What art makes today goes beyond object, affections and ideas, and beyond the discourse and circulation of the so-called ‘art world.’ Artists today are nomadic, globally visible beings, living and communicating within networked social structures and operating contingently with material and worldly ecologies. Especially as science and technology expand the artistic toolbox with skills in crafting with code and digital material, the artist is cast as a figure of extended agency—as (co)-producer, creator, craftsperson, social or collective facilitator, investigator, advocate, scientist, and ‘world-maker.’
Art’s new making has launched both excitement and concern with what art ‘makes’ when involved with making the new. Critical accounts on art’s expanded field of making stress the art as an operative program entangled with precarious dynamics of digital industrialization. The growing interest in art’s making from industries offering residencies, technology, and resources for art’s production simultaneously invites artistic creativity to feed dominant narratives of who we are, what we do, how we live, and what we aspire towards.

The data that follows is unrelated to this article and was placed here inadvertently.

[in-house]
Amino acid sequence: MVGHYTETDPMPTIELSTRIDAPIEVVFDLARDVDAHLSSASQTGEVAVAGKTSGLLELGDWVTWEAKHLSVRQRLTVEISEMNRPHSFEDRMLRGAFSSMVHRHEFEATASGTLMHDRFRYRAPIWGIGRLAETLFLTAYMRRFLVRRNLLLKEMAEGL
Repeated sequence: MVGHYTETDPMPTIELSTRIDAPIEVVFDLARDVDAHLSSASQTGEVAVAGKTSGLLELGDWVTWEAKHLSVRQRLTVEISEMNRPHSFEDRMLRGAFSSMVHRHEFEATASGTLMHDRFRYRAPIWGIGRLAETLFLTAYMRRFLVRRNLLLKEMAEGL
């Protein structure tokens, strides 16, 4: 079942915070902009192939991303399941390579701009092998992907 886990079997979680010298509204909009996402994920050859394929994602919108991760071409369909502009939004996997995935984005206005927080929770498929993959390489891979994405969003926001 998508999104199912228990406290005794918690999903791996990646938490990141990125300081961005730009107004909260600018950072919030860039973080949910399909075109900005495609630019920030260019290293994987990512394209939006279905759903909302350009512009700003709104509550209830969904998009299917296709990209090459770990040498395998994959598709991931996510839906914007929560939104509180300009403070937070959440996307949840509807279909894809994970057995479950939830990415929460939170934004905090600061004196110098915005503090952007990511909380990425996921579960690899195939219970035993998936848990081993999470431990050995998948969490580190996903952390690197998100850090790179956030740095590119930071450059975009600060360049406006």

Art’s new making concerns what is realized and aided by art’s invention, but also the invention of new roles for art. Some artists today seize the moment to finally impact the world with art, as the pragmatists, the constructivists, the concretists, the futurists, and the system aestheticians among others dreamed about. Invited to enter spaces, labs, and environments of real-world cycles of production, they see the invitation from the world beyond art as an opening to enter the inner production room, write the blueprint, engineer the black box. While the artistic genius becomes an inventor it seems too easy to cast artistic invention as a force of innovation. But then what is at stake, for art and for us, in art’s new making?
The conversation departs in the book Digital Dynamics in Nordic Contemporary Art but expands with the following questions: What drives artistic pursuits of inventing today? What, if anything, is new about art’s making? How might we—in perspective of the arts—grasp the dynamics between invention and innovation? How can we account for art’s ecologies when making the ‘new’? What might the pursuit of art’s new making promise, demonstrate, and feed forward?
Read the discussion paper Art’s New Making in SCB Journal.
Image: Saara Ekström, Beacon, 2019; director and cinematography: Saara Ekström; editing assistant: Eero Tammi; 8mm film converted to 2K digital format; expanded cinema event